Hours after President Donald Trump laid out the government's new approach to the 16-year-old U.S. military campaign in Afghanistan on Aug. 21, Secretary of Defense James Mattis arrived in Baghdad to reassure Iraqi political leaders that yes, the fight against ISIS is going swimmingly.
"ISIS is on the run," Mattis said following an Aug. 22 confab with Iraqi Prime Minister Haider al-Abadi, according to the Associated Press. "They have been shown to be unable to stand up to our team in combat ... ISIS's days are certainly numbered, but it's not over yet and it's not going to be over anytime soon."
But the next day, Mattis delivered a more casual pep-talk to the Americans service members stationed in Jordan who are actually fighting on the front lines of Operation Inherent Resolve in Iraq and Syria. His remarks, recorded by a service member and posted to Facebook by the mega-popular U.S. Army W.T.F! Moments page, are classic Chaos: Polite and respectful but guaranteed to get combat troops fired up and ready to go.
The secretary of defense opened with his usual dry humor: "My name's Mattis ... I work at the Department of Defense, obviously." But once he had the assembled troops' attention, Mattis dove into the serious stuff:
You get promoted after awhile and you're so remote that you get out touch with those of you that matter. But believe me, I know you're far from home, every one of ya, and I know you could all be going to college, you young people, or you could be back on the block ...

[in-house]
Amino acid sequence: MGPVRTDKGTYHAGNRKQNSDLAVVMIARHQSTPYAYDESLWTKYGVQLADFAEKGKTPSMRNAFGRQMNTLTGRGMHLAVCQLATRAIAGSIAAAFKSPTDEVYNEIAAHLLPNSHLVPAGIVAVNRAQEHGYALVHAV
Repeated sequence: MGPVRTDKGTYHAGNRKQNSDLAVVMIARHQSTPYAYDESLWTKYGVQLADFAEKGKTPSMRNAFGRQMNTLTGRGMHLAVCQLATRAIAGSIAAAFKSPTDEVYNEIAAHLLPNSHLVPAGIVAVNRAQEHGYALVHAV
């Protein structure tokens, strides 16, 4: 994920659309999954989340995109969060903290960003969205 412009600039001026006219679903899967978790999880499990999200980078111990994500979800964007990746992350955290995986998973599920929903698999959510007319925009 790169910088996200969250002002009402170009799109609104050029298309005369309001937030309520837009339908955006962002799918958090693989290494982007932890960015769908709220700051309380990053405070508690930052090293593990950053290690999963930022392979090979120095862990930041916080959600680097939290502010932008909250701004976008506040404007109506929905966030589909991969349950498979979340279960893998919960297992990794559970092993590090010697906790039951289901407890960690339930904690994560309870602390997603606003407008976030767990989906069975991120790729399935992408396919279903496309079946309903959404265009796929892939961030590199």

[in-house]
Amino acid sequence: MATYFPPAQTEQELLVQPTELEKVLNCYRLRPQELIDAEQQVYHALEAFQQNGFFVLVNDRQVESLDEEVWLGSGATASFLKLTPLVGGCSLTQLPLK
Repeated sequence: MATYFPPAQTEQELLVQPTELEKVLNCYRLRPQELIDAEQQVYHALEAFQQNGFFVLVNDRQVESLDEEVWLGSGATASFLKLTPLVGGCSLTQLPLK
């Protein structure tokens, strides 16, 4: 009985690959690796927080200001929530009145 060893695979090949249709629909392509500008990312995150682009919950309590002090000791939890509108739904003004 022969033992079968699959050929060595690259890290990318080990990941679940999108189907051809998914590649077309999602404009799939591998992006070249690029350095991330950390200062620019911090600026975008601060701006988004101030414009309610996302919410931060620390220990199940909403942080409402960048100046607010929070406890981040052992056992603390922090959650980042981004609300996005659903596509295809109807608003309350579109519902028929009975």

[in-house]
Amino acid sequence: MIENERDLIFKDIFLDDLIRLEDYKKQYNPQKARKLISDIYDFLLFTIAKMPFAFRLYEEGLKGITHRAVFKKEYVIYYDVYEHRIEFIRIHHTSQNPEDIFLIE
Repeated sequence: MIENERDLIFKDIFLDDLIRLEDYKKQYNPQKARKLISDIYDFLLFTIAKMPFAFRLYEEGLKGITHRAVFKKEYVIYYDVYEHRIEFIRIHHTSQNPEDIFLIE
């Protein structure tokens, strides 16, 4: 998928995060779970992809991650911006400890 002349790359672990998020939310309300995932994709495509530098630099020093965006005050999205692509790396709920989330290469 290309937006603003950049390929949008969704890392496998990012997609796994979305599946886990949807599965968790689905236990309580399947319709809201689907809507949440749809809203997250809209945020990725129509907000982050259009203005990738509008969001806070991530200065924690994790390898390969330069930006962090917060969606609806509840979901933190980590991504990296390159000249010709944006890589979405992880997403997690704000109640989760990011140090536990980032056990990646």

The only way this great big experiment you and I call America is going to survive is we got tough hombres like you. Some of you are too young, Cpl. Walton, but on 9/11 we were up against an enemy that thought if he could hurt us he could scare us, but we don't fricken scare. That's the bottom line.
That "tough hombres" in particular line stands out, if only because it's the same term that Trump used to refer to the drug cartels wreaking havoc in Mexico during the earliest days of his administration. We'll chalk it up to coincidence.
Benjamin Franklin nailed it when he said, "Fatigue is the best pillow." True story, Benny. There's nothing like pushing your body so far past exhaustion that you'd willingly, even longingly, take a nap on a concrete slab.
Coast Guard cutter Bertholf on a counterdrug patrol in the eastern Pacific Ocean, March 11, 2018. (U.S. Coast Guard/Petty Officer 2nd Class Michael Trees
U.S. Coast Guard cutter Bertholf left California on January 20 for a months-long mission in the Pacific to support U.S. Indo-Pacific Command, the largest of the U.S. military's geographic combatant commands.
Coast Guardsmen aboard the Bertholf left Alameda on the 30th day of what is now the longest government shutdown in U.S. history. They left a few days after not getting their first paycheck since that shutdown started and without knowing when the next will come.